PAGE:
Who Goes to the Emergency Room?

Patients at the Emergency Room


Let's see.  Tell me again why it's good for the uninsured to enroll in Medicaid and SCHIP?

Comments (6)

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  1. Ken says:

    Excellent point. We are enrolling people in Medicaid and SCHIP so they can get care in emergency rooms? Beam me up.

  2. Bruce says:

    If my back-of-the-envelope calculation serves, the percent of emergency room patients who have Medicaid or SCHIP is about twice their percentage of the population as a whole.

  3. Ron Greiner says:

    Parents that choose SCHIP for their children are gambling that their children won’t get sick or hurt. Millions of children have been terminated off their SCHIP insurance on their 19th birthday regardless of their medical history.

    My daughter was diagnosed with MS and the Rx is $30,000 per year. Lucky she wasn’t on SCHIP.

    When President Obama “sells” SCHIP insurance he should warn parents about the Termination Clause. Without a warning the President is committing a serious ethics violation. There is no warning on the SCHIP applications.


  4. Linda Gorman says:

    From the Urban Institute’s site which features an abstract of a paper written by Stephen Zuckerman and Yu-Chu Shen:

    The uninsured and the privately insured adults have the same risk of being frequent users, but publicly insured adults are 2.08 times more likely to be frequent users. Adults who made three or more visits to doctors are 5.05 times more likely to be frequent ED users than those who made no such visits. It seems hard to blame the overcrowding of EDs on the uninsured. Instead, the publicly insured are over-represented of among ED users. Frequent ED users do not appear to use the ED as a substitute for their primary care and, in fact, are a less healthy population who need and use more care overall. (Medical Care 42(2): 176–82, February 2004.) http://www.urban.org/publications/1000728.html

    Then there’s the Robert Wood Johnson Foundations “Urgent Matters” grant program. It has supported numerous studies casting doubt on the uninsured in the ER myth.

    Specifically, RWJF summarizes a paper by Weber et al. saying that

    “…the documented rise in ED visits between 1996 and 2004 cannot be primarily attributed to the uninsured. Instead, major contributors to the rise in number of visits are increased visits by non-poor people and people with other regular sources of care.” http://www.rwjf.org/pr/product.jsp?id=28272

    It summarizes a paper by Hunt et al. that also finds that the “lacking a usual source of care” argument does not hold:

    “… ● 81 percent of frequent users had a usual source of care and 84 percent had some form of health insurance. Adults who lacked a usual source of care were actually less likely to be frequent users.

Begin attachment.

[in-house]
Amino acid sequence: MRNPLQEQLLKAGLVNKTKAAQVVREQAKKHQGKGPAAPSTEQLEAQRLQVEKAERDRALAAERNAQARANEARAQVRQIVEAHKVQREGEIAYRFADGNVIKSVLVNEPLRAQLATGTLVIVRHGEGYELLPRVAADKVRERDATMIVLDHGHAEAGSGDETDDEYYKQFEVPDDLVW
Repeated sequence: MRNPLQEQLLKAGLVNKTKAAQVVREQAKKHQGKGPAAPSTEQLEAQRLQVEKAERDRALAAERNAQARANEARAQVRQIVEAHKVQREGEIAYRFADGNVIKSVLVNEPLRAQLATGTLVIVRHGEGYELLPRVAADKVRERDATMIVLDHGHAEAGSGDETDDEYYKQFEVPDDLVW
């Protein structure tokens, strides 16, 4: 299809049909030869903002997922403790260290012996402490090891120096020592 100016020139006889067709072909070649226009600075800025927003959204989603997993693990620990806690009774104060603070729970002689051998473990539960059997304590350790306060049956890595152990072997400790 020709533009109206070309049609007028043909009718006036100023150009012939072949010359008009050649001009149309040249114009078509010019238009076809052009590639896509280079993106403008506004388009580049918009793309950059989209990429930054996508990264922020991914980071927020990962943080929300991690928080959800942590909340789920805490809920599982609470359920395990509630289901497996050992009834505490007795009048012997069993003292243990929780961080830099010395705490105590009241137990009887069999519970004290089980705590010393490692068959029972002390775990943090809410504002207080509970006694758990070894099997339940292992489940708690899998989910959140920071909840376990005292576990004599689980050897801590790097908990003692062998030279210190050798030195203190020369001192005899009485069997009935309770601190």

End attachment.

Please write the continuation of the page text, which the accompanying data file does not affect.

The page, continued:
● Poverty, poor mental health, poor physical health and having five or more outpatient visits were independently associated with the likelihood of frequent ED use. Medicaid enrollees and Medicare enrollees were also more likely to report frequent use of emergency departments.” http://www.rwjf.org/pr/product.jsp?id=15175

    In another summary, RWJF points out that the inconvenience of public programs might be a factor. Its write-up of Berry et al. says:

    “…Caregivers who chose to bring their children to the ED cited appointment delays, dissatisfaction with primary care providers, communication problems, convenience, and perceived ED quality of care and expertise with children.” http://www.rwjf.org/pr/product.jsp?id=37748

    The convenience factor was also cited for work done at Mount Sinai. The Robert Wood Johnson write-up for that says:

    “For most patients, [emergency room] utilization is not driven by lack of other affordable options, but rather by the scope, quality and availability of [emergency room] services as compared to other sources of health care.” http://www.rwjf.org/pr/product.jsp?id=16464

    Rather than blaming the uninsured, it might be more fruitful to think of the ER as the 7-11 of medical care—unlike the gatekeeper primary care providers that limit access in the Massachusetts public insurance program and in the Medicaid programs of other states, the ER is open 24/7 and it has everything in one place. For people with low opportunity costs for waiting and minimal copays, it is a relatively low cost place to get care.

  5. Jesse says:

    People need to get on medicaid and SCHIP so that hospitals/ERs are compensated for the care. Why are so many of the health care provider bloggers against insuring everyone?I don’t care whether we use tax money or we force people to spend their private money but everyone has to have health insurance. At least as long as EMTALA is around. And EMTALA isn’t going anywhere until the general public is okay with human road kill on the side of the road.

  6. Linda Gorman says:

    The majority of new SCHIP enrollees drop private coverage to enroll in SCHIP. This means that payments to physicians and hospitals fall because public reimbursement rates are below private reimbursements.

    Why should everyone have health insurance, especially coverage provided by government via the expensive SCHIP and Medicaid program? It arguably costs more to subsidize people who don’t want to buy health insurance it than it does to pay providers in the unlikely event that they run up big ones.

    Plus, private insurance is generally cheaper than the per capita cost of Medicaid or SCHIP.